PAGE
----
IMO, the more pictures information that the OP can put on here, the more individuals like Burton LeGeyt can get in and do a little part, and the less likely that the "general public" will get in and squander the collection via antique shops and scrap yards. The idea of someone buying the whole lot would be the fantastic best case scenario. IMO the right buyer would be better than an historical organization, but the likelihood of either happening is very very slim. IMO, the most likely situation is what the OP is after; splitting up the collection between multiple good homes. That puts the lot in pieces more affordable and manageable.

    I would say too that any castings, parts, patters, fixturing, prints, everything else that was special and specific to Randall and Stickney, should be kept together. Whoever buys a lathe or a bench, any custom pie-jaw collets or boxes of unfinished parts should be put aside and sold together to a similar interested party. My family business began as two companies we merged with our own shop, as they were in a similar position to where Randall and Stickney is now. We bought them because we had a personal interest in "restoring" the company, but they also had been run poorly for long enough that they were affordable, and there was room in the market to bring the company back. So there are people out there that would buy the shop as a whole, but I feel like my family is the odd exception. If the OP can sell off enough of the "generic" assets, then the remaining specialty assets can go on a couple pallets until the right buyer comes along.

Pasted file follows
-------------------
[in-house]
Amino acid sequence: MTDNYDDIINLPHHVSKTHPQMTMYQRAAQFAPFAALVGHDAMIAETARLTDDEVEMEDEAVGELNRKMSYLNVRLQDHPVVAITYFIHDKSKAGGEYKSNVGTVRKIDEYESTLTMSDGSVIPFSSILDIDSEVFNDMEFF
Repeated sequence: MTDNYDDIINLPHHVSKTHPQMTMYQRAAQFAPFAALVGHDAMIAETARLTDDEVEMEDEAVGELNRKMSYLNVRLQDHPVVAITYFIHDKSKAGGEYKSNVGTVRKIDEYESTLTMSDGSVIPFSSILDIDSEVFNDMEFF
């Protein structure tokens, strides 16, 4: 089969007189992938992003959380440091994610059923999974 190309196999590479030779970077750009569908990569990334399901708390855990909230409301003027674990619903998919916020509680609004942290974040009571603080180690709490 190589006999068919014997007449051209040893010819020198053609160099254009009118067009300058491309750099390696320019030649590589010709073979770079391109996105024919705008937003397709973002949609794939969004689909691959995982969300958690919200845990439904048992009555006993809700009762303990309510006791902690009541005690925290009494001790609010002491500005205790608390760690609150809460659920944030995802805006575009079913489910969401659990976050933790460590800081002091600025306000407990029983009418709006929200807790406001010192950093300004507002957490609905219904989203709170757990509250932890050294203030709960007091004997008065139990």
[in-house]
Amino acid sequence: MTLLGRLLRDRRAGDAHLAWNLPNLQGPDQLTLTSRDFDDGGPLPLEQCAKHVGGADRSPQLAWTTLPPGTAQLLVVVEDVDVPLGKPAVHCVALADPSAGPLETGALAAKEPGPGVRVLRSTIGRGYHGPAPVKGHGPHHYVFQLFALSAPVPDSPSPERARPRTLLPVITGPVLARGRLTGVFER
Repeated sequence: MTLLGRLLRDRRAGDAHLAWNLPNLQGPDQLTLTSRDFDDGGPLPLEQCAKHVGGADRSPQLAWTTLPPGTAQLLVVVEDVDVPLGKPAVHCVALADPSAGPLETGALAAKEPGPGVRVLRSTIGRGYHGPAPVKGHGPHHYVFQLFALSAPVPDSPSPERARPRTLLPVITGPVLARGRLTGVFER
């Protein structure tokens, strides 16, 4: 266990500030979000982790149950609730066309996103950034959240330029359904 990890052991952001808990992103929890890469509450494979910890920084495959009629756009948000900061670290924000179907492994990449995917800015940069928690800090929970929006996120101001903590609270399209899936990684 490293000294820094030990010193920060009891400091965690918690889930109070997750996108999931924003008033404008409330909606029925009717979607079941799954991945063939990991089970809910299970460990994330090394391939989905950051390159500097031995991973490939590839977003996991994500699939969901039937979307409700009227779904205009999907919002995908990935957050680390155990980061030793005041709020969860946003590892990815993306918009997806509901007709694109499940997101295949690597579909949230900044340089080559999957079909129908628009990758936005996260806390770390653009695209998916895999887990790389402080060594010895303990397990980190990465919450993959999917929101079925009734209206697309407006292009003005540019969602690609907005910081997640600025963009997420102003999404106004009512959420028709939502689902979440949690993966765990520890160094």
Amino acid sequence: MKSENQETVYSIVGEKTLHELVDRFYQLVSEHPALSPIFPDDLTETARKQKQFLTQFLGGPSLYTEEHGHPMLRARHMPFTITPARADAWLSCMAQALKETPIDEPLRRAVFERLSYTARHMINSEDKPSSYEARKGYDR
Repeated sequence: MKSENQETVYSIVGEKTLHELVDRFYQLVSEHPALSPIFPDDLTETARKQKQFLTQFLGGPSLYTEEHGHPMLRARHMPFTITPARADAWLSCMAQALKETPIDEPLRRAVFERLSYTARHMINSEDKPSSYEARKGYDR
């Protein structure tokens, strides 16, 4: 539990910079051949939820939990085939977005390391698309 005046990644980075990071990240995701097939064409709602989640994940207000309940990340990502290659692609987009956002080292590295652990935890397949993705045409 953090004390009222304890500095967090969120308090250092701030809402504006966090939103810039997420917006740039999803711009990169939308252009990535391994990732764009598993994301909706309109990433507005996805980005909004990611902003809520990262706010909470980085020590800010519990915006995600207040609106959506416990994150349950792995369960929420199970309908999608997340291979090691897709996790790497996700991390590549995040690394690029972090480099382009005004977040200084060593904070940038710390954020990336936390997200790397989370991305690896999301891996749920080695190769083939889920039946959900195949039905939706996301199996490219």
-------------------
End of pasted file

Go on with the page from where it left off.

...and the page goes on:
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  11. #47
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    Quote Originally Posted by jim rozen View Post
    Holy cow. Is the owner allowing you to purchase items here?
    There have already been a few sales from the building- a newer lathe and a big Greenerd press. As much as this seems like a nice long term preservation opportunity it is also an active estate cleanout- I'm deferring to Jim, Jgard911 from the thread here, who is trying to figure out what makes sense as far as how/when to sell everything. There are parts I am certainly (very) interested in, but I'm waiting to see what the overall plan is. I know people have already been making offers- The stuff I want I don't think of as particularly valuable, but if someone else thought so I don't want to take advantage.

    In that vein, and in the event of any future sale, I'm finding it tricky to advise on pricing for a lot of this stuff. The Hardinge HSL and the DV59 are easier, there are current markets for those machines and you can put a reasonable price on them. What to ask for the antique bench lathes, even when very well tooled, is harder to guess. As much as possible I'm trying to accurately describe what is good about them so an interested person can make a reasonable decision. It's also fun and educational to get to see all this stuff and spend time in the shop before it gets broken up

    Someone from the Charles River museum did do a walk through the other day but it didn't seem like there was any possibility of it staying together through them. I don't know that for a fact, but that's what it seemed like.

  12. #48
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    I shouldn't ask this, but is there a price for all of it, old machines, casting, jig & fixtures, drawings, etc.?